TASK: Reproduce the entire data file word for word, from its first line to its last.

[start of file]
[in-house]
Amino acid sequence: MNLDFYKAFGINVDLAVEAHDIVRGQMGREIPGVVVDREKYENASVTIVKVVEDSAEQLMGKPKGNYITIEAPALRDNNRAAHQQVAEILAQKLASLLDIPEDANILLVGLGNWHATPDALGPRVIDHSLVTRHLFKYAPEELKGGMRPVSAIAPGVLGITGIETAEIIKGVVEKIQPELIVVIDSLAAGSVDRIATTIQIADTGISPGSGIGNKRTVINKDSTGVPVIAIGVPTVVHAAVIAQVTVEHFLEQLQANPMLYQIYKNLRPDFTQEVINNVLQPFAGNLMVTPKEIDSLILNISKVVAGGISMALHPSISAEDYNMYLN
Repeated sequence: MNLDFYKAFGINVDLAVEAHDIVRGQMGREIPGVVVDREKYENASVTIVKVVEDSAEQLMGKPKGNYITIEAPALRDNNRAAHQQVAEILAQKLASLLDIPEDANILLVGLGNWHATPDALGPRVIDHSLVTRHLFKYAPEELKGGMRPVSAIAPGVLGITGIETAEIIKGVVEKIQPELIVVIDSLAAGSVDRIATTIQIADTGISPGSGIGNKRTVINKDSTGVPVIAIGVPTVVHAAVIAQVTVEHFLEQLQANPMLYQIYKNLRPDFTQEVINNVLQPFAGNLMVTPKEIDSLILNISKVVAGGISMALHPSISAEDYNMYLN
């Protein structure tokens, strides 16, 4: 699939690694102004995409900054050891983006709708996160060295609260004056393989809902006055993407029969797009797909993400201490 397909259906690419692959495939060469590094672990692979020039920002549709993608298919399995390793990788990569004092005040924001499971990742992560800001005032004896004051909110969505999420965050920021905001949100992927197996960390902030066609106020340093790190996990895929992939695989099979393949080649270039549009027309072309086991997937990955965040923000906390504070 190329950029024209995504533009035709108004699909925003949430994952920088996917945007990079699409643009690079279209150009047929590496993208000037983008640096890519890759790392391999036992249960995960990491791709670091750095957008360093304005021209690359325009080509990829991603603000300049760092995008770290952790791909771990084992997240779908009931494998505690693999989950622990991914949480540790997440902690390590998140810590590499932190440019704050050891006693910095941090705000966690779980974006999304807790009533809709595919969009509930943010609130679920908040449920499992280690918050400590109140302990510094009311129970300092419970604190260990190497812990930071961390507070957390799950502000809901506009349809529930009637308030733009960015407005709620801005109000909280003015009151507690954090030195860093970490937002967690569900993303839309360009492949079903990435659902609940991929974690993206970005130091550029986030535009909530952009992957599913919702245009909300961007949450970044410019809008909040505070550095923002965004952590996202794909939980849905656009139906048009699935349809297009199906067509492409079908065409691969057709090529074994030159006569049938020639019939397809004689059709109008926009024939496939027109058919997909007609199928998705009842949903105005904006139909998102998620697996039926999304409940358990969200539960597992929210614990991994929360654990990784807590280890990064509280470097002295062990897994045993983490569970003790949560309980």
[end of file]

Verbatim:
[in-house]
Amino acid sequence: MNLDFYKAFGINVDLAVEAHDIVRGQMGREIPGVVVDREKYENASVTIVKVVEDSAEQLMGKPKGNYITIEAPALRDNNRAAHQQVAEILAQKLASLLDIPEDANILLVGLGNWHATPDALGPRVIDHSLVTRHLFKYAPEELKGGMRPVSAIAPGVLGITGIETAEIIKGVVEKIQPELIVVIDSLAAGSVDRIATTIQIADTGISPGSGIGNKRTVINKDSTGVPVIAIGVPTVVHAAVIAQVTVEHFLEQLQANPMLYQIYKNLRPDFTQEVINNVLQPFAGNLMVTPKEIDSLILNISKVVAGGISMALHPSISAEDYNMYLN
Repeated sequence: MNLDFYKAFGINVDLAVEAHDIVRGQMGREIPGVVVDREKYENASVTIVKVVEDSAEQLMGKPKGNYITIEAPALRDNNRAAHQQVAEILAQKLASLLDIPEDANILLVGLGNWHATPDALGPRVIDHSLVTRHLFKYAPEELKGGMRPVSAIAPGVLGITGIETAEIIKGVVEKIQPELIVVIDSLAAGSVDRIATTIQIADTGISPGSGIGNKRTVINKDSTGVPVIAIGVPTVVHAAVIAQVTVEHFLEQLQANPMLYQIYKNLRPDFTQEVINNVLQPFAGNLMVTPKEIDSLILNISKVVAGGISMALHPSISAEDYNMYLN
């Protein structure tokens, strides 16, 4: 699939690694102004995409900054050891983006709708996160060295609260004056393989809902006055993407029969797009797909993400201490 397909259906690419692959495939060469590094672990692979020039920002549709993608298919399995390793990788990569004092005040924001499971990742992560800001005032004896004051909110969505999420965050920021905001949100992927197996960390902030066609106020340093790190996990895929992939695989099979393949080649270039549009027309072309086991997937990955965040923000906390504070 190329950029024209995504533009035709108004699909925003949430994952920088996917945007990079699409643009690079279209150009047929590496993208000037983008640096890519890759790392391999036992249960995960990491791709670091750095957008360093304005021209690359325009080509990829991603603000300049760092995008770290952790791909771990084992997240779908009931494998505690693999989950622990991914949480540790997440902690390590998140810590590499932190440019704050050891006693910095941090705000966690779980974006999304807790009533809709595919969009509930943010609130679920908040449920499992280690918050400590109140302990510094009311129970300092419970604190260990190497812990930071961390507070957390799950502000809901506009349809529930009637308030733009960015407005709620801005109000909280003015009151507690954090030195860093970490937002967690569900993303839309360009492949079903990435659902609940991929974690993206970005130091550029986030535009909530952009992957599913919702245009909300961007949450970044410019809008909040505070550095923002965004952590996202794909939980849905656009139906048009699935349809297009199906067509492409079908065409691969057709090529074994030159006569049938020639019939397809004689059709109008926009024939496939027109058919997909007609199928998705009842949903105005904006139909998102998620697996039926999304409940358990969200539960597992929210614990991994929360654990990784807590280890990064509280470097002295062990897994045993983490569970003790949560309980």